Students study major turning points that shaped the modern world, from the late eighteenth century through the present, including the cause and course of the two world wars. They trace the rise of democratic ideas and develop an understanding of the historical roots of current world issues, especially as they pertain to international relations. Students develop an understanding of current world issues and relate them to their historical, geographic, political, economic, and cultural contexts. Students consider multiple accounts of events in order to understand international relations from a variety of perspectives. Students learn a broad range of topics starting with the First Civilizations and ending with The Contemporary Western World, Africa and The Middle East.
The English 11/U.S. History double period allows students to explore the connections across the two subject areas. By teaching these courses as a block, students work with historical documents as literary documents. They explore literature as a reflection of history, reading speeches by the founders, autobiographies of major American figures and literary commentaries such as The Crucible. Then, students use writing to explain, interpret and analyze events. Much of the learning is project based. For example, one project has students compare depression era media and satire with media and satire from the current recession. Students create presentations and write summaries to teach their peers about major events leading up to the Civil War. Another project allows the student to be reporters filing video and transcripts from the battles of WWII. Students end the year with a research paper about a major event or issue from modern American history. The course allows a more holistic approach to content and competencies.
This course covers important events that have shaped the United States from 1900 to the present. During the year students discuss our country’s beginnings, the development and implementation of our democratic ideals and the global impact the United States has on the world today. Students will acquire the ability to evaluate historical evidence, make comparative analysis, and to develop sound historical arguments based on the use of factual evidence. Examples of topics covered are Colonization, The Civil War, Native American Culture, The Industrial Revolution, World Wars I and II, Watergate, The Cold War, and The War on Terrorism.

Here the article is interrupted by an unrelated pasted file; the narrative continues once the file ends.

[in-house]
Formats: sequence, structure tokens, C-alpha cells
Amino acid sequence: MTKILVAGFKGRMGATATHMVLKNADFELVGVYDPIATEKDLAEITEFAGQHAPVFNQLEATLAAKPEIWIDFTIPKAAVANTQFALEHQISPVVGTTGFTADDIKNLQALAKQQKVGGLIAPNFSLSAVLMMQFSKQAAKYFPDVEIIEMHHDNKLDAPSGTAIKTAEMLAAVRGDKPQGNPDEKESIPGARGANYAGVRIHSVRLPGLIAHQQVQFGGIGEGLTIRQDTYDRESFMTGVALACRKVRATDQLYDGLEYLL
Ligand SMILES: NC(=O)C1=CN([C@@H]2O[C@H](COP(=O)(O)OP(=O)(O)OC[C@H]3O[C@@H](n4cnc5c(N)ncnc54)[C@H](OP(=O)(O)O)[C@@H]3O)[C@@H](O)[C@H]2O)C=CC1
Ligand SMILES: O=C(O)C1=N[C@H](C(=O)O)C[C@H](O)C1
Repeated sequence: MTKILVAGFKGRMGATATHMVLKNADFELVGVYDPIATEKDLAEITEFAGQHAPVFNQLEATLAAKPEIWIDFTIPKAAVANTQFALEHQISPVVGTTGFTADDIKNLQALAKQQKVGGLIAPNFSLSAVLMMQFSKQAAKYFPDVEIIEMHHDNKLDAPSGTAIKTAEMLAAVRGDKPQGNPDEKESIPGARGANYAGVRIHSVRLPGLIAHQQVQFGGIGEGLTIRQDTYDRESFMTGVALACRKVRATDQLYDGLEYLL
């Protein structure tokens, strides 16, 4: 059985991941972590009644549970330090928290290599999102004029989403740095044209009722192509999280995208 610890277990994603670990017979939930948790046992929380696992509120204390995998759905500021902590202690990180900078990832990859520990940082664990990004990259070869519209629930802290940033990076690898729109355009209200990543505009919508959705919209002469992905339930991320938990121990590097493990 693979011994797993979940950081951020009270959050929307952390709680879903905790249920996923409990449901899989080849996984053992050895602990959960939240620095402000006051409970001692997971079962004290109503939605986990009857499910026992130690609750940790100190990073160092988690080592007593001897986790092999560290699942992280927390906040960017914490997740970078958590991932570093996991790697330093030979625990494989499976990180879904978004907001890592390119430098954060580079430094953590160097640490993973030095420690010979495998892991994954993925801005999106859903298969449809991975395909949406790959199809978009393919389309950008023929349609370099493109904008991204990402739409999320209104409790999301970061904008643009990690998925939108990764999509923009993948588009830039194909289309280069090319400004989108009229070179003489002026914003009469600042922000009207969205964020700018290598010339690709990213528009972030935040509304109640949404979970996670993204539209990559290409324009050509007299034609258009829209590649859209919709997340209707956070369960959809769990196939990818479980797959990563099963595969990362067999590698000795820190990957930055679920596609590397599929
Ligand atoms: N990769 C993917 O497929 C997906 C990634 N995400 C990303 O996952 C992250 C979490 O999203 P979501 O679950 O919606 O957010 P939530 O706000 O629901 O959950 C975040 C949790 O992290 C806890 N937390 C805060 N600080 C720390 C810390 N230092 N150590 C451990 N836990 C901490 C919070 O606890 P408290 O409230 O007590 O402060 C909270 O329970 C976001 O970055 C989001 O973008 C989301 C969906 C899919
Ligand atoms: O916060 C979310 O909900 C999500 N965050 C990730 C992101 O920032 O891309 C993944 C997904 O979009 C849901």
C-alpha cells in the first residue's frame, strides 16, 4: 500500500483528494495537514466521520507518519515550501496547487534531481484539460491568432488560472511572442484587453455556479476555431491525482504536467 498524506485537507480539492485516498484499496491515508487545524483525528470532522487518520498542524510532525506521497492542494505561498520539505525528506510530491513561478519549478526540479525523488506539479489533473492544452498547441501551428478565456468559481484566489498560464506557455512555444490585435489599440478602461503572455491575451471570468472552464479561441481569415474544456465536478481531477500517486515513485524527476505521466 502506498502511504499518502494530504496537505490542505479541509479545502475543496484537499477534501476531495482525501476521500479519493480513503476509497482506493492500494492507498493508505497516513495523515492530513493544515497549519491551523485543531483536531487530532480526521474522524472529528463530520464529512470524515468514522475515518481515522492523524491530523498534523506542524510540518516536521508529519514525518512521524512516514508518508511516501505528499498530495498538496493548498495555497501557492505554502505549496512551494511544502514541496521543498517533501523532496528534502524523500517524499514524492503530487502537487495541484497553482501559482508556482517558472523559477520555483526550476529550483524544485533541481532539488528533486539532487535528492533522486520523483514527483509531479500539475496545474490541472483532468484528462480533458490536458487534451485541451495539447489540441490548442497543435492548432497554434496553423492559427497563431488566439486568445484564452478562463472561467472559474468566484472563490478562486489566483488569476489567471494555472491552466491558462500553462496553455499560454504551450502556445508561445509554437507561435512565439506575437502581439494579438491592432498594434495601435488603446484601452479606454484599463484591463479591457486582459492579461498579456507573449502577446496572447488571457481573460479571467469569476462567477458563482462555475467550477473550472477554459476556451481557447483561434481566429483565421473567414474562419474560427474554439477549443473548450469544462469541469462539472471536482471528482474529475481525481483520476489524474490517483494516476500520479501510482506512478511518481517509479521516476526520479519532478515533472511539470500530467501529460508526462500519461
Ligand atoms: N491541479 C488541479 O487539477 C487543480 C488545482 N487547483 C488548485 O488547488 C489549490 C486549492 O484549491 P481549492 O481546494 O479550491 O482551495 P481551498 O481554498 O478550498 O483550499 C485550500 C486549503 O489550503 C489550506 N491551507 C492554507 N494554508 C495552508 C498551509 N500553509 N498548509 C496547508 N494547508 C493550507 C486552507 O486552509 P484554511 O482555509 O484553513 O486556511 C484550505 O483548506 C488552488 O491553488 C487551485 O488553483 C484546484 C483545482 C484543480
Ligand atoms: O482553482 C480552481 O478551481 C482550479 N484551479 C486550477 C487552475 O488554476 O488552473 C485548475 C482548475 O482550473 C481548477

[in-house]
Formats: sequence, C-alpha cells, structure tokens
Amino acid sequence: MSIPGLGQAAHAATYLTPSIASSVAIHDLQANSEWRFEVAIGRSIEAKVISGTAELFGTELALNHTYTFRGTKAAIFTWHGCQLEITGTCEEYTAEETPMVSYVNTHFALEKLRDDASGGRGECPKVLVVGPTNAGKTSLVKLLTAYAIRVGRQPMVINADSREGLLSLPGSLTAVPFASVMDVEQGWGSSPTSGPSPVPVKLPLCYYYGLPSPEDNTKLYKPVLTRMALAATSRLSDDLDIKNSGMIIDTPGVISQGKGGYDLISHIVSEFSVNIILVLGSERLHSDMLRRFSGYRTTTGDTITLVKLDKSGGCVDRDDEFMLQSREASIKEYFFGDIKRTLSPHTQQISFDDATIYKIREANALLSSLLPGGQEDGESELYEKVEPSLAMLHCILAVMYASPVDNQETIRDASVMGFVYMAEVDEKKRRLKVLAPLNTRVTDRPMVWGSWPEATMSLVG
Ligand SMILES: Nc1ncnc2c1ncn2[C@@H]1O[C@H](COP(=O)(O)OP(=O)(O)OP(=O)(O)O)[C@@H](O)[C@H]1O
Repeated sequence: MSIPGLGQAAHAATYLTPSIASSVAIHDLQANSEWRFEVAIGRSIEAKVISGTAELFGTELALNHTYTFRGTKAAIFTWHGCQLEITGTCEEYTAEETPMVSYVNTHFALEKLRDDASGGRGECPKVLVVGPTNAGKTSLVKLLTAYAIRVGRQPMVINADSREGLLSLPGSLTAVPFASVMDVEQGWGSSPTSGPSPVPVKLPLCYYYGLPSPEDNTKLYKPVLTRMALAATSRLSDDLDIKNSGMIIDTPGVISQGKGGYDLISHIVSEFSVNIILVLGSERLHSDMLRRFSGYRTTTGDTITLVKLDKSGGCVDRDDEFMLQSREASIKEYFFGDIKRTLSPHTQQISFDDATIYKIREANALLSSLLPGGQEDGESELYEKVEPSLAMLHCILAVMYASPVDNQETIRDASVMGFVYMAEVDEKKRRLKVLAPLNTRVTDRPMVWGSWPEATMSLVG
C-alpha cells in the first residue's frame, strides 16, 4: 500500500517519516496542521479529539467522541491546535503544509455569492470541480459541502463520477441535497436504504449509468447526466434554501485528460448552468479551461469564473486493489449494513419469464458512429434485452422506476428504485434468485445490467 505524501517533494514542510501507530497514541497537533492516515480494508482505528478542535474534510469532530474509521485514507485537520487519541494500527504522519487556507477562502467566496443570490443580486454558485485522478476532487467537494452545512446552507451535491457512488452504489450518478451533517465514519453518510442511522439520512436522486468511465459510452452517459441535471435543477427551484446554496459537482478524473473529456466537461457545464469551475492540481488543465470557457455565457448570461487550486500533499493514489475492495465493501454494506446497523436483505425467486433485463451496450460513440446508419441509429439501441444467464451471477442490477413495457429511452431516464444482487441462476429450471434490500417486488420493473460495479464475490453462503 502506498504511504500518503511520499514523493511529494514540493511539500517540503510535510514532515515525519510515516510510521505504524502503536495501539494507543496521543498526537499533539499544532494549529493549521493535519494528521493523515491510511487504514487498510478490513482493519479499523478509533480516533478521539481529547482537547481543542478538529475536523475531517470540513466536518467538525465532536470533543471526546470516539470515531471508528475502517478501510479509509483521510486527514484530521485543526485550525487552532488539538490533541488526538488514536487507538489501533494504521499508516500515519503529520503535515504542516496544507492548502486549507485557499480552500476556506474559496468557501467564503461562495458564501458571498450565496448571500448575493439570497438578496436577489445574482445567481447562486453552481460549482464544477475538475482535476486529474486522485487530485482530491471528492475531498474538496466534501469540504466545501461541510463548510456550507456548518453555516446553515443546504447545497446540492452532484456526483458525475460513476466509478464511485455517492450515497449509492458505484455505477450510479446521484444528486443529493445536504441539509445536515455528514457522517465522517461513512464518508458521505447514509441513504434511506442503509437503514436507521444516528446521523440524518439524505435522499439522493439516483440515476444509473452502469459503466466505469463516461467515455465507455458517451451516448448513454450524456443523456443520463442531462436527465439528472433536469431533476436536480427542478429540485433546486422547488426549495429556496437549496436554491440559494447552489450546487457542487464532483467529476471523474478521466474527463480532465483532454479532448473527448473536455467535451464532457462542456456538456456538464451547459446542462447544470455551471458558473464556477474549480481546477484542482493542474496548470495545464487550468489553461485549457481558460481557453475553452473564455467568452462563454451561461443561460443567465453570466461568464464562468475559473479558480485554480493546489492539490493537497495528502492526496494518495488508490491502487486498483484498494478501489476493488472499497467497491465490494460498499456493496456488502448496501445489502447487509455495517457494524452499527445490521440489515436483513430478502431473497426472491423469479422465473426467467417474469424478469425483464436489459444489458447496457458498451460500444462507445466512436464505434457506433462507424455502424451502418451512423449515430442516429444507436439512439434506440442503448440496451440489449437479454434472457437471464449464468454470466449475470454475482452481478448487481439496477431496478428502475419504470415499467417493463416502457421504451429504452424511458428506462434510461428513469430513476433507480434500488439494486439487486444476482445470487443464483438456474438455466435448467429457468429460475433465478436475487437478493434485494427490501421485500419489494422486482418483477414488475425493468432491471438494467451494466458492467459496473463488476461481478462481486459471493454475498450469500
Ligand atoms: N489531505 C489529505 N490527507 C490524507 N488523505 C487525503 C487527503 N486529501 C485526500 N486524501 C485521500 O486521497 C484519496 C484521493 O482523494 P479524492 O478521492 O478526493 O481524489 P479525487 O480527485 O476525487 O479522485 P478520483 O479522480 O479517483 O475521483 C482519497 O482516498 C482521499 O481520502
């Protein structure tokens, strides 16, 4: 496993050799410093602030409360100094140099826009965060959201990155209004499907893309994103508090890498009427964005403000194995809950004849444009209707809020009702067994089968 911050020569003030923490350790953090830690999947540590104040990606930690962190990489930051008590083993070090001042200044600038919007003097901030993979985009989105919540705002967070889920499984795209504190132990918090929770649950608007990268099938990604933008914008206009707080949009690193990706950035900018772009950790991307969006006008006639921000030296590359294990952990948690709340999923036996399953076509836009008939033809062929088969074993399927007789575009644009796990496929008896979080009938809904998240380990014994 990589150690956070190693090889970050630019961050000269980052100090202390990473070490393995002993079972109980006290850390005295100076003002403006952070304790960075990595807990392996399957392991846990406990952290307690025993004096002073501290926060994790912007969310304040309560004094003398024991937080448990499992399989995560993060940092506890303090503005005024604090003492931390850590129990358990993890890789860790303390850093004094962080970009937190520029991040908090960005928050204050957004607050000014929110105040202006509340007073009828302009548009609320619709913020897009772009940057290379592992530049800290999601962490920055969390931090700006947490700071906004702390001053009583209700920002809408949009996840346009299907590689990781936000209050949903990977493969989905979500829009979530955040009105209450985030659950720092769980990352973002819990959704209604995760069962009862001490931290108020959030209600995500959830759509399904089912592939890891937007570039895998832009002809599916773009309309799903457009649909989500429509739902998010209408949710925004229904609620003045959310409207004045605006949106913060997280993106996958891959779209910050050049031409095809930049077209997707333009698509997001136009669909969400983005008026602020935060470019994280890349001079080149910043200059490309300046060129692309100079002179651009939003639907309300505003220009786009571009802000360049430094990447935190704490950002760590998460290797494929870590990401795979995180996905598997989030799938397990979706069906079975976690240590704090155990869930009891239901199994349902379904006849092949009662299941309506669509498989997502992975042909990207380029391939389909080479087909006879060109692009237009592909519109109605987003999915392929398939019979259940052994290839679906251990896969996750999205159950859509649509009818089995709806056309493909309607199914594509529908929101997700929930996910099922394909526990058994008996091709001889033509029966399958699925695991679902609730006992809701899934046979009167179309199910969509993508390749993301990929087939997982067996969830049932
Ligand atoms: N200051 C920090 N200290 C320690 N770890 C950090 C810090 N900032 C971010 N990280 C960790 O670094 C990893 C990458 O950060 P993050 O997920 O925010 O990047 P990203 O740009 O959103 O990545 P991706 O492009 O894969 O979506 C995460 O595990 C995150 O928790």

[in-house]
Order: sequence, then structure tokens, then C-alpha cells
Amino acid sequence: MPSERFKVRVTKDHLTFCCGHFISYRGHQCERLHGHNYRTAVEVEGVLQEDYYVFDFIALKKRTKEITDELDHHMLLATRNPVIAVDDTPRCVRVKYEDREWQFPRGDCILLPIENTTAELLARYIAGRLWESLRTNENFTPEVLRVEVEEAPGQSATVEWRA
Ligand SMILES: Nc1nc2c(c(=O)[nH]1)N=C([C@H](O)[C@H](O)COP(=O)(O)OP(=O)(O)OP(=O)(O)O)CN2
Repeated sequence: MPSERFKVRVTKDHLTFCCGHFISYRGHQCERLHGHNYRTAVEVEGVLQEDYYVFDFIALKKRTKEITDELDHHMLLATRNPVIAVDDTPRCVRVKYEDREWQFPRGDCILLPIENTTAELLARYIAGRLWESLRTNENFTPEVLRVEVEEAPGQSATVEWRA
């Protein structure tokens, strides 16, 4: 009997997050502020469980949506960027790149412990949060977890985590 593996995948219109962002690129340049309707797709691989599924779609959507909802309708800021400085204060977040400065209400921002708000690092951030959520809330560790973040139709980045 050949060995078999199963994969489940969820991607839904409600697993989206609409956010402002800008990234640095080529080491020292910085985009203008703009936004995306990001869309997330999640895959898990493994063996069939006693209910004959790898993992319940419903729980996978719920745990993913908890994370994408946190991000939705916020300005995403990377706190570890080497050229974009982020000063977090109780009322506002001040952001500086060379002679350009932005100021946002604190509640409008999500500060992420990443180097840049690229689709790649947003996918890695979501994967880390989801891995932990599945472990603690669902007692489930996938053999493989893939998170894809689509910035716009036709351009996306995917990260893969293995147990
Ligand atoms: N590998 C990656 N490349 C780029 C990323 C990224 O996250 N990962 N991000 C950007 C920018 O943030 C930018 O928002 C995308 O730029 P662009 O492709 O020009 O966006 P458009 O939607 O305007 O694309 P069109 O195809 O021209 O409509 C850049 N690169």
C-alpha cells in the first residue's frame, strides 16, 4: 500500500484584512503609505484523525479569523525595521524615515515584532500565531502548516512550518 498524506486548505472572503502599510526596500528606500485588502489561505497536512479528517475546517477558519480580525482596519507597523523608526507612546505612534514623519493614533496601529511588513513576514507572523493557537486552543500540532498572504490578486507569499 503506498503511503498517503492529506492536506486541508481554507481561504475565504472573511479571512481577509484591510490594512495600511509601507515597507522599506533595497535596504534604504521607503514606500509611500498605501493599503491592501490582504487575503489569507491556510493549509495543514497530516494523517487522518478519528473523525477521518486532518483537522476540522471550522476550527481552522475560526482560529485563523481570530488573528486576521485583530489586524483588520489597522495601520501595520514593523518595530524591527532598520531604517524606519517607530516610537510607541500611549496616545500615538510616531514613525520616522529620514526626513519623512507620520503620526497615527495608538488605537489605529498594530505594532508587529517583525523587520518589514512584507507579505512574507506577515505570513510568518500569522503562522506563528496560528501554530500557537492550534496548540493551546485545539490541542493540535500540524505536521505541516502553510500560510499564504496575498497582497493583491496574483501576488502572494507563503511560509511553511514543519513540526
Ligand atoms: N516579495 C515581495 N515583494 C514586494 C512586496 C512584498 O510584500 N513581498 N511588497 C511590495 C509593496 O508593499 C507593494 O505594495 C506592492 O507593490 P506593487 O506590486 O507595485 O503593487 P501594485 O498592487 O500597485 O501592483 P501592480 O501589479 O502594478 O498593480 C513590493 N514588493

Students concentrate on the principles of micro and macro economics. They examine the theories which underpin the US economic model including supply; demand; the effect of taxes on supply and demand; opportunity cost; market inequalities and externalities; budgeting and forecasting; entrepreneurship; labor markets; the stock market; international trade; the intersection of politics and economy; and most importantly, responsible money management and budgeting.
This class surveys the institutions and fundamentals of American government. The course looks at the foundations of democratic systems, the evolution and practice of checks and balances, an in depth look at each of the three branches, an examination of the constitution, and the process of making and changing public policy. By investigating and evaluating current events, students will become participants in a democratic government. In addition, literature, film, and the arts will be incorporated into the class in order to bring alive the facts and circumstances, themes and issues of the class.